God’s gift, given through the Blood of the Perfect Lamb. We must remember the necessary sacrifice that secures our salvation and sustains our sanctification. We must bow in abject gratitude and then proclaim His name. The focal point of our lives, the center of everything, is Jesus. His work, His perfection, His grace poured out on us delivered us. Thank you, Jesus, for the blood.

I was a wretch
I remember who I was
I was lost, I was blind
I was running out of time

Sin separated
The breach was far too wide
But from the far side of the chasm
You held me in your sight

So You made a way
Across the great divide
Left behind Heaven’s throne
To build it here inside

And there at the cross
You paid the debt I owed
Broke my chains, freed my soul
For the first time I had hope

Thank you Jesus for the blood applied
Thank you Jesus it has washed me white
Thank you Jesus You have saved my life
Brought me from the darkness into glorious light

You took my place
Laid inside my tomb of sin
You were buried for three days
But then You walked right out again

And now death has no sting
And life has no end
For I have been transformed
By the blood of the lamb

Thank You Jesus for the blood applied (thank You Jesus)
Thank You Jesus it has washed me white
Thank You Jesus You have saved my life
Brought me from the darkness into glorious light

There is nothing stronger
Than the wonder working power of the blood
The blood
That calls us sons and daughters
We are ransomed by our Father
Through the blood
The blood

There is nothing stronger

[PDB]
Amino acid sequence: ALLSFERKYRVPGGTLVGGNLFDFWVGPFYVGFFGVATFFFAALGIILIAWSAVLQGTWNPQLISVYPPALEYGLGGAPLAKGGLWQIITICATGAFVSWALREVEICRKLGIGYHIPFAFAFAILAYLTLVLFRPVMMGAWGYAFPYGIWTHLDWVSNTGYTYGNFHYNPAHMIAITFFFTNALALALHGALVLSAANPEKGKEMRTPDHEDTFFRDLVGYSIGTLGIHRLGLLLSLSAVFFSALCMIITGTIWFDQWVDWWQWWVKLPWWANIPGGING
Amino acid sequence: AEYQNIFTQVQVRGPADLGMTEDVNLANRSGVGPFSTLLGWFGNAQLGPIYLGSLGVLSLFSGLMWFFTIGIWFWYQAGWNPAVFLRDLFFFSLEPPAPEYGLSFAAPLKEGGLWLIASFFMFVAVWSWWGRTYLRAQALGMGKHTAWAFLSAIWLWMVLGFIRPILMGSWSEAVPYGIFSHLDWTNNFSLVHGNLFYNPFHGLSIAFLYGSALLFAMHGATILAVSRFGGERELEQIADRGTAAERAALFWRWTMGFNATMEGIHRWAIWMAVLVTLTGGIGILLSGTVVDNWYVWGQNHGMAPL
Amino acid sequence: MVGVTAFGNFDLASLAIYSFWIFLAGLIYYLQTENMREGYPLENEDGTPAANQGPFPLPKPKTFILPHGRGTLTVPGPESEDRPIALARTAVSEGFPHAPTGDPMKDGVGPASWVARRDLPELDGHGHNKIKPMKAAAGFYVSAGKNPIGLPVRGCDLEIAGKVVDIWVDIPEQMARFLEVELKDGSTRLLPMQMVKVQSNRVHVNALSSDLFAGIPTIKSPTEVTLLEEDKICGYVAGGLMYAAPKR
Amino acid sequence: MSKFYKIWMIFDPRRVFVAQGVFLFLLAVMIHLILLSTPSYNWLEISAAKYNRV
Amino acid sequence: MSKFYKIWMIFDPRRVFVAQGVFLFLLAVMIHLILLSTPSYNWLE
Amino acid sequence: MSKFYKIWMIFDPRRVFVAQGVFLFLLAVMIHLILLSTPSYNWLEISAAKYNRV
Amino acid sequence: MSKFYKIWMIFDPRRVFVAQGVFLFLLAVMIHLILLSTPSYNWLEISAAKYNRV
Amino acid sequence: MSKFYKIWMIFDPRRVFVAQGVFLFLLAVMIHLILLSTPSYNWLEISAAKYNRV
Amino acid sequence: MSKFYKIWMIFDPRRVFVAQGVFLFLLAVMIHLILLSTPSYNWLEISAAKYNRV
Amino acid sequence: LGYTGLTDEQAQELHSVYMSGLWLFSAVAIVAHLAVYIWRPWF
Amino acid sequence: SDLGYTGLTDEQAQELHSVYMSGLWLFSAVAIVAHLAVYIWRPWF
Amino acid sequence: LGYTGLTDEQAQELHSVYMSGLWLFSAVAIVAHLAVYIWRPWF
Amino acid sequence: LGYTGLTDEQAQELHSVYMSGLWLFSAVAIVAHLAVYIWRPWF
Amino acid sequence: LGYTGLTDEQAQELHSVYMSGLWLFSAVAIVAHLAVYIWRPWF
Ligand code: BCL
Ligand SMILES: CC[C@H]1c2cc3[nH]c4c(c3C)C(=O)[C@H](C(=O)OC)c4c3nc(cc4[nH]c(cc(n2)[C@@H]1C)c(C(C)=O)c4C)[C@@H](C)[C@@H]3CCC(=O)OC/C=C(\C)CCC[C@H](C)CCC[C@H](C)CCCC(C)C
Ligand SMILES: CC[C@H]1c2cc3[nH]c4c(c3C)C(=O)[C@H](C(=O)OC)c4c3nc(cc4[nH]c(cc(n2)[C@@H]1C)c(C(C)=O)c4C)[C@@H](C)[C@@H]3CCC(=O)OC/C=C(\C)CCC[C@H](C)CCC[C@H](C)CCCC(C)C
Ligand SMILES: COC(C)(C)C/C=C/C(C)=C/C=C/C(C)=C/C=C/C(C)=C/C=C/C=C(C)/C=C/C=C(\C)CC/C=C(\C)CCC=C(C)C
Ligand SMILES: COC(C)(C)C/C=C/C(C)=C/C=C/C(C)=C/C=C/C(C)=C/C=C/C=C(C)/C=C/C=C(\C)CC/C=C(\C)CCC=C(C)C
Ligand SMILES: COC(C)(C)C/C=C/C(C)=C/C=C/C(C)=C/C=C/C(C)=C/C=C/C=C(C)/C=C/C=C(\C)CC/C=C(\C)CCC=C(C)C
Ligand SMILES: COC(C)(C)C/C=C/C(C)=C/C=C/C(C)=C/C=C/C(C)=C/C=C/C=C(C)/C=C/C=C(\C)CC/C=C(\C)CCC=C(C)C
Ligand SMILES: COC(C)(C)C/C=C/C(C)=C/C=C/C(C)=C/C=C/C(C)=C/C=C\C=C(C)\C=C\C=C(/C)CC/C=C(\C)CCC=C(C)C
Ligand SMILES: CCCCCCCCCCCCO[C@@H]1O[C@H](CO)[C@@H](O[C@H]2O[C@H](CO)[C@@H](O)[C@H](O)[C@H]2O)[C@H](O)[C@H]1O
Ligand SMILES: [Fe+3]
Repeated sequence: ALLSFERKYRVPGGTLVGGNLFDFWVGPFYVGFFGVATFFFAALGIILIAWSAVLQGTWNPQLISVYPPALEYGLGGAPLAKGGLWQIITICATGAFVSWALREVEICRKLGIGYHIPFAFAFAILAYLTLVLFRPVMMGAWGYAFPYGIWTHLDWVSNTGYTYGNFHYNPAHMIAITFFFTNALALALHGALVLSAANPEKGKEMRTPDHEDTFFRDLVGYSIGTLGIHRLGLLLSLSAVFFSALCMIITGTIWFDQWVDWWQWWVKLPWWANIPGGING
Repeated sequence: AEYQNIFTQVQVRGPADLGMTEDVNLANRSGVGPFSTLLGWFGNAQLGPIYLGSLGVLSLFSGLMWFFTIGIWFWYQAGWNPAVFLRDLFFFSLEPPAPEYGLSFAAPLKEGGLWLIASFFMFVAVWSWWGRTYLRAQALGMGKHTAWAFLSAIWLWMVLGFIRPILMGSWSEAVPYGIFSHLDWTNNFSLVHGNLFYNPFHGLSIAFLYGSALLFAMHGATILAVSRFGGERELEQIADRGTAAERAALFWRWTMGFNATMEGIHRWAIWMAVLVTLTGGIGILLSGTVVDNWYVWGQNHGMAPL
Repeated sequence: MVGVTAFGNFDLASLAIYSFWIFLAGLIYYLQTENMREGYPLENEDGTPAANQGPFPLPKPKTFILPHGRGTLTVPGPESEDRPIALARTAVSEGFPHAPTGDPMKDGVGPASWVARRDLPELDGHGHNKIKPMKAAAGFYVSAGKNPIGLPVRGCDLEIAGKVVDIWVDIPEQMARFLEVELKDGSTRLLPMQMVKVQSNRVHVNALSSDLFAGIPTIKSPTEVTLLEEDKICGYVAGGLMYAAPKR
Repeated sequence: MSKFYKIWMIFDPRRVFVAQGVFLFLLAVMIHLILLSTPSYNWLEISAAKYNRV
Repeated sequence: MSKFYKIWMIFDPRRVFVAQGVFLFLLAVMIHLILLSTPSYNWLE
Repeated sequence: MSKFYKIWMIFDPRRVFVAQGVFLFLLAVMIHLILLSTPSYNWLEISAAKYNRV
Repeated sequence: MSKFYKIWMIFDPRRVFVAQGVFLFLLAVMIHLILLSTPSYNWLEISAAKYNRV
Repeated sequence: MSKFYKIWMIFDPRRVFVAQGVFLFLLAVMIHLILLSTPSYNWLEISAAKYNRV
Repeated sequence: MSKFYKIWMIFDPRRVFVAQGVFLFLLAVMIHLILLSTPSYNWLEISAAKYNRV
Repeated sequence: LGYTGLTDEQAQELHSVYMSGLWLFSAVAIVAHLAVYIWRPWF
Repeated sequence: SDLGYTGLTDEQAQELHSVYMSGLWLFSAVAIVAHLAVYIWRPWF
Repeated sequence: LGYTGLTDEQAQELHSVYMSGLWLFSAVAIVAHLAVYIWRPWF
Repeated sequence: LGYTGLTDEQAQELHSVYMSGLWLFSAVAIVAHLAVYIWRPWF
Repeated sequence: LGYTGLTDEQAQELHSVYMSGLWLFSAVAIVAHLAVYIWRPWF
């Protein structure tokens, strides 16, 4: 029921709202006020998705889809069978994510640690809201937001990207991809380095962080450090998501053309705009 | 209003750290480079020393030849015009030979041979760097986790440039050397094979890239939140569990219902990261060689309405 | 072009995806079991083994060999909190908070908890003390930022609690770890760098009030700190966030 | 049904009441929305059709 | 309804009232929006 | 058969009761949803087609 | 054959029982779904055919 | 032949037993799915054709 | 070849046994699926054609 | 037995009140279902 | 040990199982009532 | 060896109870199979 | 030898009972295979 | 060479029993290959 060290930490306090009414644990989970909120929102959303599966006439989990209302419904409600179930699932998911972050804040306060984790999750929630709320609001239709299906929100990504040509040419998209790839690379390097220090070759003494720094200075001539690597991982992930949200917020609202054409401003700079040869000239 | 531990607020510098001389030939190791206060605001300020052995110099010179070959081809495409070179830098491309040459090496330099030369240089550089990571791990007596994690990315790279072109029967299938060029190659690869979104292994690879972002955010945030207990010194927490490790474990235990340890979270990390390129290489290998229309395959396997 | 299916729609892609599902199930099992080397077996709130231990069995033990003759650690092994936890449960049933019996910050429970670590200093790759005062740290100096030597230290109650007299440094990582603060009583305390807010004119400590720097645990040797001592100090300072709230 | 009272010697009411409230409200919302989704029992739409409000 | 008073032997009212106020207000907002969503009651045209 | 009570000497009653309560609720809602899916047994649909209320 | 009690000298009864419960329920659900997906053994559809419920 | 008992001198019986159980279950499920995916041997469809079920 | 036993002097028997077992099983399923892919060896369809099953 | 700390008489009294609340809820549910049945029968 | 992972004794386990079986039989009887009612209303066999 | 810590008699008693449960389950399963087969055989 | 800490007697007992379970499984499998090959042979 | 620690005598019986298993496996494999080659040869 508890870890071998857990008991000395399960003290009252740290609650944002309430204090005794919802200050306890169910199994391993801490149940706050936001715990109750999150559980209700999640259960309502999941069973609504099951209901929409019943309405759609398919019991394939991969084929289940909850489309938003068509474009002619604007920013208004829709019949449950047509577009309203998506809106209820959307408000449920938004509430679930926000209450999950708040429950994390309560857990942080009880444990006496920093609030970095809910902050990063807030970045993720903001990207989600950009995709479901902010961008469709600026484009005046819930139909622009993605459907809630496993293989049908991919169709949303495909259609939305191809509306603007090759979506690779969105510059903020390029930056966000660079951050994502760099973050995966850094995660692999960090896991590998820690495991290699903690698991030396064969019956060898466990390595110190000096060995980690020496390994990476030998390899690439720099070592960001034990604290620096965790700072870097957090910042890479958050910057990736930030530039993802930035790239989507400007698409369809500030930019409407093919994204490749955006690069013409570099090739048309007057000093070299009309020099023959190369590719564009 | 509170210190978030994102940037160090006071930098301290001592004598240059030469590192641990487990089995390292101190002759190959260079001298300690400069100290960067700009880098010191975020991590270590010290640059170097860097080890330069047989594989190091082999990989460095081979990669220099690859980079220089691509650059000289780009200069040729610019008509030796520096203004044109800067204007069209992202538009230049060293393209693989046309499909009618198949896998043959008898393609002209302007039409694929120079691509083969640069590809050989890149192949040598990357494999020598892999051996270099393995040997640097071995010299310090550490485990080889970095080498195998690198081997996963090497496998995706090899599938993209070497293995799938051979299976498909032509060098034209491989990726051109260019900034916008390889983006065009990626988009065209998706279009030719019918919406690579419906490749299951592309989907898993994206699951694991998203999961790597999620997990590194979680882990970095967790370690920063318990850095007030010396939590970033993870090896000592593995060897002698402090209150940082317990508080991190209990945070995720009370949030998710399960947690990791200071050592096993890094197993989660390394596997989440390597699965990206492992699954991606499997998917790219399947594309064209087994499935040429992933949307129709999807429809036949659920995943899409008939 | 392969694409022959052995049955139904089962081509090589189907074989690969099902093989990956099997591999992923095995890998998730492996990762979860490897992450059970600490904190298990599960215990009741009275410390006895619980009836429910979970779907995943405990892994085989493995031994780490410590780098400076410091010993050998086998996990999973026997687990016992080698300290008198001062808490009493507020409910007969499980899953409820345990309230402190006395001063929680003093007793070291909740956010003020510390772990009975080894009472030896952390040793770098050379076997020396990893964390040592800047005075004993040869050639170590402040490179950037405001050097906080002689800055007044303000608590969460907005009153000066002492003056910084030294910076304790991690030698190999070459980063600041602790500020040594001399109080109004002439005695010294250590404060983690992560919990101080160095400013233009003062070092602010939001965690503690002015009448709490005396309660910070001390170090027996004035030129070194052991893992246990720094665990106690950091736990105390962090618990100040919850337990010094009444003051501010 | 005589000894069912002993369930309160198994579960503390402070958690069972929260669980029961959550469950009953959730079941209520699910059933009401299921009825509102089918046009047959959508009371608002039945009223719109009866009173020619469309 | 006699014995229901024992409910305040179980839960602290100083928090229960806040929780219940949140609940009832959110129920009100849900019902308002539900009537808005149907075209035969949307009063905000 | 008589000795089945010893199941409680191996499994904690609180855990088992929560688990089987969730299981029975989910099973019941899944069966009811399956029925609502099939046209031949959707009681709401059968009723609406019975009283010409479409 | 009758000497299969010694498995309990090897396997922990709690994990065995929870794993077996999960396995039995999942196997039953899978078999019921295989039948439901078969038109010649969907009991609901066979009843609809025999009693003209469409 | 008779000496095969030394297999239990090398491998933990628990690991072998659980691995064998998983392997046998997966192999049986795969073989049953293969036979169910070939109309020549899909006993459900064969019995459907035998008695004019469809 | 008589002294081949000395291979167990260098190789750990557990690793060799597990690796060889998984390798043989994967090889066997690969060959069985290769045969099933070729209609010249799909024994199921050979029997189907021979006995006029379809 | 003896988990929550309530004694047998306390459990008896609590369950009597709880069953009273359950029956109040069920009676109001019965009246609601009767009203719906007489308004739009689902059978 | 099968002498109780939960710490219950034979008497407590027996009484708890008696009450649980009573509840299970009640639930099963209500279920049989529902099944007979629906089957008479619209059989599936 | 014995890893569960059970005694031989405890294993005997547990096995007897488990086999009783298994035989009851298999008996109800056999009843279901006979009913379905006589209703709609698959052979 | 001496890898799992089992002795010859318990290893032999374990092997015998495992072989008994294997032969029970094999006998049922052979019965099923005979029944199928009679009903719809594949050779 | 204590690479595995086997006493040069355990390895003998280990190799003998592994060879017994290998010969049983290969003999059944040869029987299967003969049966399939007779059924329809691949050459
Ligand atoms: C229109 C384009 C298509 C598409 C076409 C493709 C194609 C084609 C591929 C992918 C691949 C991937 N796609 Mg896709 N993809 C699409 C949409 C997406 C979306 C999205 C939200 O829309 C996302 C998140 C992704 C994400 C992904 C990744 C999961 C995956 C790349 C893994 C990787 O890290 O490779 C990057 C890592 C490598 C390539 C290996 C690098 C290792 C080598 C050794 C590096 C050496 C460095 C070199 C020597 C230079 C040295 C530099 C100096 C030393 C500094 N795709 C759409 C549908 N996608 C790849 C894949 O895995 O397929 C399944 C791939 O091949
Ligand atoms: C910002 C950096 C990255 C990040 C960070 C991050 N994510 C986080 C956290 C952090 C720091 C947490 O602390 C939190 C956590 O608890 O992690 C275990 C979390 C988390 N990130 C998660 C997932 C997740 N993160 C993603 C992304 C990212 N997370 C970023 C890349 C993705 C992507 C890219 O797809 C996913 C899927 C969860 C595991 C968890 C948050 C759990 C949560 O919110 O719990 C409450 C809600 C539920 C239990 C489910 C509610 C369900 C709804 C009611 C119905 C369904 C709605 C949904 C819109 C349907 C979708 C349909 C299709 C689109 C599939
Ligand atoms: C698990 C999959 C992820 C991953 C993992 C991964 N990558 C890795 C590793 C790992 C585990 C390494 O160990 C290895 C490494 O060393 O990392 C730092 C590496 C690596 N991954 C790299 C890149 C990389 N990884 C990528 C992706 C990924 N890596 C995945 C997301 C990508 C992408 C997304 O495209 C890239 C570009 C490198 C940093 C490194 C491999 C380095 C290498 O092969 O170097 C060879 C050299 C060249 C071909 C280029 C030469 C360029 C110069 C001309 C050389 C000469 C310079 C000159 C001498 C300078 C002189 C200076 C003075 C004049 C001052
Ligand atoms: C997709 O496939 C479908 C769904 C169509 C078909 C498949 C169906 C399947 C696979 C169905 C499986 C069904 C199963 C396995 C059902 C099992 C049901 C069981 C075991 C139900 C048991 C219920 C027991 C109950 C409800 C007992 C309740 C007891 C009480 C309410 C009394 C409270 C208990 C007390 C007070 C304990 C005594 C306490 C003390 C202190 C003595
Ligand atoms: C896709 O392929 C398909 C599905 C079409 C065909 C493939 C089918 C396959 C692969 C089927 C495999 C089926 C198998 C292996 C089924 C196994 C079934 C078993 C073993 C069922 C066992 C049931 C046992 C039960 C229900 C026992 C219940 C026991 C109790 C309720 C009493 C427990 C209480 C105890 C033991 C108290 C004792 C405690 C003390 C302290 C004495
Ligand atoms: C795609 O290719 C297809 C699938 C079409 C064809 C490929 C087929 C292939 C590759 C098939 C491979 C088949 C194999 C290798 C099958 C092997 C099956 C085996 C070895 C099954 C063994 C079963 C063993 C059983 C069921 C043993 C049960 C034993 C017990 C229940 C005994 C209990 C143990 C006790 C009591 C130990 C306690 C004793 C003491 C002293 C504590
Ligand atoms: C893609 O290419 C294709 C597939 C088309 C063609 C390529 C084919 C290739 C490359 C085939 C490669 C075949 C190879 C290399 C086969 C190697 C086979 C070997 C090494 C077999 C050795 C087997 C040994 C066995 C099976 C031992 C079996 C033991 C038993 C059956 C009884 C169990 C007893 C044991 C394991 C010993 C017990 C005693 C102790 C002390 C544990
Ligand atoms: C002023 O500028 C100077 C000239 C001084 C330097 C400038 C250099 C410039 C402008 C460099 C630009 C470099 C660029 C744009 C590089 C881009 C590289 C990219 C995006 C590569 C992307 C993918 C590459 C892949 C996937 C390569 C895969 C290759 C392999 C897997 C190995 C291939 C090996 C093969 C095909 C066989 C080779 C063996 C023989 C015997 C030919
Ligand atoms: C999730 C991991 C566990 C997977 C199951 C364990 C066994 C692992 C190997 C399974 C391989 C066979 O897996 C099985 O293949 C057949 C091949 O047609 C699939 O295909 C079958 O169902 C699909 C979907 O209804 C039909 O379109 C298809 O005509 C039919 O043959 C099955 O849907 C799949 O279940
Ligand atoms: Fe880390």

Of the wonder working power of the blood
The blood
That calls us sons and daughters
We are ransomed by the Father
Through the blood
The blood

Thank You Jesus for the blood applied
Thank You Jesus it have washed me white
Thank You Jesus You have saved my life
Brought me from the darkness into glorious light

Glory to His name
Glory to His name
There to my heart was the blood applied
Glory to His name

Source: Musixmatch

Songwriters: Charity Gayle / John Hart Stockton / Bryan Mccleery /

David Gentiles / Ryan Kennedy / Steven Musso / Elisha Albright Hoffman

How to please the Lord 101

How to please the Lord 101: Love God, love people. There is nothing complicated about what God wants his children to do. He says it over and over in every book of the Bible. Jesus himself summed up the commandments in two sentences: Love the Lord your God will your heart, soul, mind, and strength, and love your neighbor as yourself (Matthew 22:37-39).

What does it look like to love the Lord with everything you have? It looks like loving others. It looks like true judgments, showing kindness, and offering mercy. Zechariah says it in chapter 7, verse 9. Micah says it in chapter 6 verse 8. Paul wrote in Romans 12 that believers should outdo one another in showing honor, and how else do we do that but by true judgement, kindness, and mercy?

To the Galatians, Paul wrote “through love serve one another.” To the Ephesians he instructed believers to bear with one another. To the Thessalonians he admonished the fellowship to increase and abound in love for one another because that is what they had been taught.